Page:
Iron Man, Thor, The Hulk, Captain America, Black Widow, Hawkeye … and Me.

On Monday night, April 31, Anne and I sat in the middle of a crowd of comic book superhero fans and film critics. And we had a fantastic time, as the crowd cheered and laughed and celebrated throughout The Avengers‘ 142-minute running time.

But then, what you feel while you’re watching a movie can be very different from what you think about after the movie.

I’ve written a review that includes all of the exclamation points that were exploding in my head while I watched the movie… and yet it also includes many of the misgivings I felt after the movie was over.

Visit Filmwell to read the whole review.

Here’s just a piece of it. (But the best parts are over at Filmwell.)

… believe it or not, it is not my intention to condemn the affair. I enjoy a good superhero movie the way I enjoy a bowl of ice cream, and this is a six-scoop sundae covered in toppings. I’m just here to point out that it’s not a particularly healthy form of entertainment, it is calculated to give us what we want rather than what we need; and it’s full of artificial ingredients. To put it another way: It’s basically history’s most expensive Itchy and Scratchy cartoon. And it so focused on fulfilling adolescent fanboy fantasies that it makes X-Men: First Class seem like Shakespeare in the Park.

Still, while I may be 41, I’m also 14. I’ve always enjoyed ice cream sundaes just as I’ve always been thrilled by blockbuster Fourth of July fireworks shows.

And as fireworks displays go, The Avengers delivers the awesome.

So, let’s abandon the essay. It seems more appropriate to respond to explosions with explosions. That’s what I’ll do.

Since the movie isn’t so much a work of storytelling as it’s a marathon of wish-fulfillment moments for comic book enthusiasts — punches peppered with punchlines — here it comes: A movie review made of comic-book style exclamations from my inner 14-year-old, which should easily fit into dialogue balloons. I’ve even put quotation marks around a bunch of outbursts for your convenience. And I’ve included exclamation points, since no movie has ever made them so necessary.

What can we say about writer and director Joss Whedon?

  • “Bringing the brilliant banter that made Firefly a cult classic series, Joss Whedon turns in an Avengersadventure that may be impossible to top!!”
  • “Hey, FOX: You do realize that you took this filmmaker’s best material and canceled it, right? What a proud moment for you!”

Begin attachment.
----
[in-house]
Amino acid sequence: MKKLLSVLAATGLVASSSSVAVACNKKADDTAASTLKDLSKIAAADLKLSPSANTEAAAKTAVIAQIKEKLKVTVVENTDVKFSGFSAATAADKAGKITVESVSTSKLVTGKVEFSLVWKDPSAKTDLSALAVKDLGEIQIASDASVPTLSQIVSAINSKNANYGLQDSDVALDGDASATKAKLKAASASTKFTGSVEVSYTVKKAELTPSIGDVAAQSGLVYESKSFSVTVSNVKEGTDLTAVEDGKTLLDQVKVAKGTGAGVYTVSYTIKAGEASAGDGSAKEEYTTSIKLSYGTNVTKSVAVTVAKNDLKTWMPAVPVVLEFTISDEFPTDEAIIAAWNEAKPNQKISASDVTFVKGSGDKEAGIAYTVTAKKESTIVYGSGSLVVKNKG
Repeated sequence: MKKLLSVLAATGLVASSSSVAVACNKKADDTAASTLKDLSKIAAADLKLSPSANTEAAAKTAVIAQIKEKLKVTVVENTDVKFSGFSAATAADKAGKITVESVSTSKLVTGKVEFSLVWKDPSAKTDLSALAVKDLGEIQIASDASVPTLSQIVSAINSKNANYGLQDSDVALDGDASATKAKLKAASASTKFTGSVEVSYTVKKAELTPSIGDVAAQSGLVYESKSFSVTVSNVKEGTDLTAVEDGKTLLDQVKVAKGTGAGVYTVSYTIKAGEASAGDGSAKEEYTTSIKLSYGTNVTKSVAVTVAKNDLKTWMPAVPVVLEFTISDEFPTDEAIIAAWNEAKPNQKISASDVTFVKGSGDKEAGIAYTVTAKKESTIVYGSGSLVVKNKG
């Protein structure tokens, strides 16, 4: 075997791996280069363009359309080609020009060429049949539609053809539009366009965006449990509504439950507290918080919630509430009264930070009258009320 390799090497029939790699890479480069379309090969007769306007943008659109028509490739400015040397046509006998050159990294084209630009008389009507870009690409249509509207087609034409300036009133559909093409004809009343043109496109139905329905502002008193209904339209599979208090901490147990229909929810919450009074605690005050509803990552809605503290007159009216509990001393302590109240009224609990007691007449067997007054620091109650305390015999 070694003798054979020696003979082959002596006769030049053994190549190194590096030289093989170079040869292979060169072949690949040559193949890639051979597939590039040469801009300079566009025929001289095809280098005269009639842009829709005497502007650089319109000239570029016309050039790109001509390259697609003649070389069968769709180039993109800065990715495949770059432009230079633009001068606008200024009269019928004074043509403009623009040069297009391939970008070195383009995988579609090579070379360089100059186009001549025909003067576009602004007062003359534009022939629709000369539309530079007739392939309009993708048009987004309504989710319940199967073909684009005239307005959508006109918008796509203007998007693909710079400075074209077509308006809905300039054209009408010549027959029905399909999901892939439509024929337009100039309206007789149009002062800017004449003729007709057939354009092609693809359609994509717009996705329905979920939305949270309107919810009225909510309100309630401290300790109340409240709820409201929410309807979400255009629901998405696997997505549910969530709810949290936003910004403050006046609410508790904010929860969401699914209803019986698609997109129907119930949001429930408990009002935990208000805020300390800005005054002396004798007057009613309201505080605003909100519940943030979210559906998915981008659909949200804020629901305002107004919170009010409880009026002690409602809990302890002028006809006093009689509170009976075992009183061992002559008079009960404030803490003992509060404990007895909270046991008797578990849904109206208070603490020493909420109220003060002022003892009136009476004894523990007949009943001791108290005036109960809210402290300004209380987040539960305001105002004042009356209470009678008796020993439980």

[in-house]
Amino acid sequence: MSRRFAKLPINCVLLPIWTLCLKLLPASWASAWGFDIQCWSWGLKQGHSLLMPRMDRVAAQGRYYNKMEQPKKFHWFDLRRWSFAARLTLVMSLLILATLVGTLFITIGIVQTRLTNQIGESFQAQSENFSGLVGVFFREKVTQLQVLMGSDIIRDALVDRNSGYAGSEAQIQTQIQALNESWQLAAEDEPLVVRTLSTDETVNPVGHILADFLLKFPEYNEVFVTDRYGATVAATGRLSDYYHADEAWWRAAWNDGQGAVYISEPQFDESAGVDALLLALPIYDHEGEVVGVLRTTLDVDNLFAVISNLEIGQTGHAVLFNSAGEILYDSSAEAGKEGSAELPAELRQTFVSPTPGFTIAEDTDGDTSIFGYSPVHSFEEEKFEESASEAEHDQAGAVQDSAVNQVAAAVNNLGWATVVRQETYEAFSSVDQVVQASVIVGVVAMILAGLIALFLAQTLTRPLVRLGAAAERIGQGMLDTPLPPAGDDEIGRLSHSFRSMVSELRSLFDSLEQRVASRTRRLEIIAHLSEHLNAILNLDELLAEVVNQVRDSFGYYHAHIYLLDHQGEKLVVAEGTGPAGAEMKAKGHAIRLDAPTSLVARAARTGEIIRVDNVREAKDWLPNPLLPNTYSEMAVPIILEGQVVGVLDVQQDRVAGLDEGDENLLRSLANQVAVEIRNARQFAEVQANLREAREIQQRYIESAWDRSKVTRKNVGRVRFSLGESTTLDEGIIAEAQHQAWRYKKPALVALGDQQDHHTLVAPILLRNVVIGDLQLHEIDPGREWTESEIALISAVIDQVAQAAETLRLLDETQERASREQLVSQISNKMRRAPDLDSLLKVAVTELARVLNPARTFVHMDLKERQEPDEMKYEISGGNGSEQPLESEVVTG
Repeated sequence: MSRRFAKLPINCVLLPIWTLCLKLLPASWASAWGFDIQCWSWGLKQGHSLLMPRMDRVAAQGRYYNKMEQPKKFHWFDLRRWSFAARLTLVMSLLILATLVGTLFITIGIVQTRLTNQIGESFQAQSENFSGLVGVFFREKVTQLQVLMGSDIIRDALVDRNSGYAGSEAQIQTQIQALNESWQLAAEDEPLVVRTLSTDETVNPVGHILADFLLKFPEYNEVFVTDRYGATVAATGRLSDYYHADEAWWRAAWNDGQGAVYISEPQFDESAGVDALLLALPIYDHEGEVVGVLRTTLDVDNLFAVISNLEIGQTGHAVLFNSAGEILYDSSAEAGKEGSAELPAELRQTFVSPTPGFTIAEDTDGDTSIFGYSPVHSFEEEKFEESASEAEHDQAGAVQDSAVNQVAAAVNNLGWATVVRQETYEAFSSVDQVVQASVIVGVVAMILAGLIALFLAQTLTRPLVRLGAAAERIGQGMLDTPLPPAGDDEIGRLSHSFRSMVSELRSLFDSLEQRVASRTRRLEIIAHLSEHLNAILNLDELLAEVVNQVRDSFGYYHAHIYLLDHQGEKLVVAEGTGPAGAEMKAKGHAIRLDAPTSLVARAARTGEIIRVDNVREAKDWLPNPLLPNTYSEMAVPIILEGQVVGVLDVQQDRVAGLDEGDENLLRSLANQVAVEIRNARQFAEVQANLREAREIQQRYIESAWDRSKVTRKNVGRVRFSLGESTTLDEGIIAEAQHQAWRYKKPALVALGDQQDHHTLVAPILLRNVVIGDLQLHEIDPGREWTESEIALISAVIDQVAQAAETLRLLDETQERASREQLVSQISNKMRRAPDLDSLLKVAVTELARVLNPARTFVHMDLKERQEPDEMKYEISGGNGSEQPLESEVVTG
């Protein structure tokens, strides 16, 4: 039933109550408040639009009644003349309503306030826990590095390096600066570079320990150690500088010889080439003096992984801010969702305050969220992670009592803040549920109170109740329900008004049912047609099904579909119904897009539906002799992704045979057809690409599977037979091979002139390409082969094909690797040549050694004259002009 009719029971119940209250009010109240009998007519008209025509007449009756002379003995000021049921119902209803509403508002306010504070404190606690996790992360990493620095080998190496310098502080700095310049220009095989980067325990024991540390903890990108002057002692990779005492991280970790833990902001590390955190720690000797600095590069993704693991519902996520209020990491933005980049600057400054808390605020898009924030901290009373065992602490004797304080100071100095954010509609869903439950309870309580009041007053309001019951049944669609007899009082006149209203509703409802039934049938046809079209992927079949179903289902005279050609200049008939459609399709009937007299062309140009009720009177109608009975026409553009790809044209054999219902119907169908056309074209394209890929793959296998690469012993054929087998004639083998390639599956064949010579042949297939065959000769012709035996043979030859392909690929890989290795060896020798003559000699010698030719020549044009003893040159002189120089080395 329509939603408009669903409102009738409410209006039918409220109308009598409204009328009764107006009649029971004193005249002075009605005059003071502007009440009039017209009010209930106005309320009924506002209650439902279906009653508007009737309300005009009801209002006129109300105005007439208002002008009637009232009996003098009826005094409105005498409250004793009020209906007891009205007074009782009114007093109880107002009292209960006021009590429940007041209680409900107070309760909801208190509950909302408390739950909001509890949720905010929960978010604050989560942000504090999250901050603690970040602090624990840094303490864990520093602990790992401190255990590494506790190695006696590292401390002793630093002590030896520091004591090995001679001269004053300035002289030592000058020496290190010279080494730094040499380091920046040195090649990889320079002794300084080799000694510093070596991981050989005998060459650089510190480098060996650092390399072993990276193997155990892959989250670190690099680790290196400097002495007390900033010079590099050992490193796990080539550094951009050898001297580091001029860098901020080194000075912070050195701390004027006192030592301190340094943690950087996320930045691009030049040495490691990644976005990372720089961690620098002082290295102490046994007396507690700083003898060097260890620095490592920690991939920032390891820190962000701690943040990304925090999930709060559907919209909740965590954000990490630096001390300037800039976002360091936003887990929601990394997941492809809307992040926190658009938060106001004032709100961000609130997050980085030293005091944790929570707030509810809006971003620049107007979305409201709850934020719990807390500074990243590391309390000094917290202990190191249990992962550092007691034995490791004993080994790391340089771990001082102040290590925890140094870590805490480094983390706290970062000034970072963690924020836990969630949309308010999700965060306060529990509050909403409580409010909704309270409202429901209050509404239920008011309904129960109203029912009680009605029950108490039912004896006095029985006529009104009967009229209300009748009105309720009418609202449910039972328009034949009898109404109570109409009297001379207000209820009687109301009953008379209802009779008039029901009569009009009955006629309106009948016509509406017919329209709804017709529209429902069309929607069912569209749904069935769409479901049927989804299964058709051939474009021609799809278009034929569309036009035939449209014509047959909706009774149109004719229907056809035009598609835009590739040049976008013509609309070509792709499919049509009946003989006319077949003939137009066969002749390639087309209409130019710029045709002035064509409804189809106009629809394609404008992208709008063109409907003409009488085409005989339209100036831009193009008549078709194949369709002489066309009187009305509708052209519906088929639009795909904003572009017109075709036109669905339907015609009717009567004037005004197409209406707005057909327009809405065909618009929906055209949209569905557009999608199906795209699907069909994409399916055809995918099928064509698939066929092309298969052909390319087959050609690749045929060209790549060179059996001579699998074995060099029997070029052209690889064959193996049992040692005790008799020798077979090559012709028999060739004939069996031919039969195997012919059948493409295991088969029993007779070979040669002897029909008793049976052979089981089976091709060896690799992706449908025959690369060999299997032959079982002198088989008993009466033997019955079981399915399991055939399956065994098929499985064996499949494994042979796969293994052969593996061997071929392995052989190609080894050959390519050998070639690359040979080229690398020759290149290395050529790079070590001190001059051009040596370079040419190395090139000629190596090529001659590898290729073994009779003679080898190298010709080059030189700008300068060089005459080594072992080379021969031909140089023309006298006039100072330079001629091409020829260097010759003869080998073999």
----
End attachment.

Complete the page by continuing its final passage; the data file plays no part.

• “Sure, the action scenes are phenomenal! But it’s the electrical storm of Whedon-brand dialogue that may make The Avengers the biggest crowdpleaser in the history of superhero movies!”
  • “I’ve never been a part of a moviegoing audience that roared with more laughter and applauded in more slack-jawed amazement!”
  • “Supeheroes haven’t been this much fun since The Incredibles!
  • “It’ll make you weep for what X-Men 3 could have been, if it had been given to Joss Whedon instead of Brett Ratner!”“Like a world-class maestro, Whedon conducts these dueling divas in thrilling cycles of dissonance and harmony until the audience is exhausted by the crescendos!”

Continued at Filmwell.

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About Jeffrey Overstreet

Jeffrey Overstreet is the author of a “memoir of dangerous moviegoing” called Through a Screen Darkly, and a four-volume series of fantasy novels called The Auralia Thread, which includes Auralia’s Colors, Cyndere’s Midnight, Raven’s Ladder, and The Ale Boy’s Feast. Jeffrey is a contributing editor for Seattle Pacific University’s Response magazine, and he writes about art, faith, and culture for Image, Filmwell, and his own website, LookingCloser.org. His work has also appeared in Paste, Relevant, Books and Culture, and Christianity Today (where he was a film columnist and critic for almost a decade). He lives in Shoreline, Washington. Visit him on Facebook at facebook.com/jeffreyoverstreethq.


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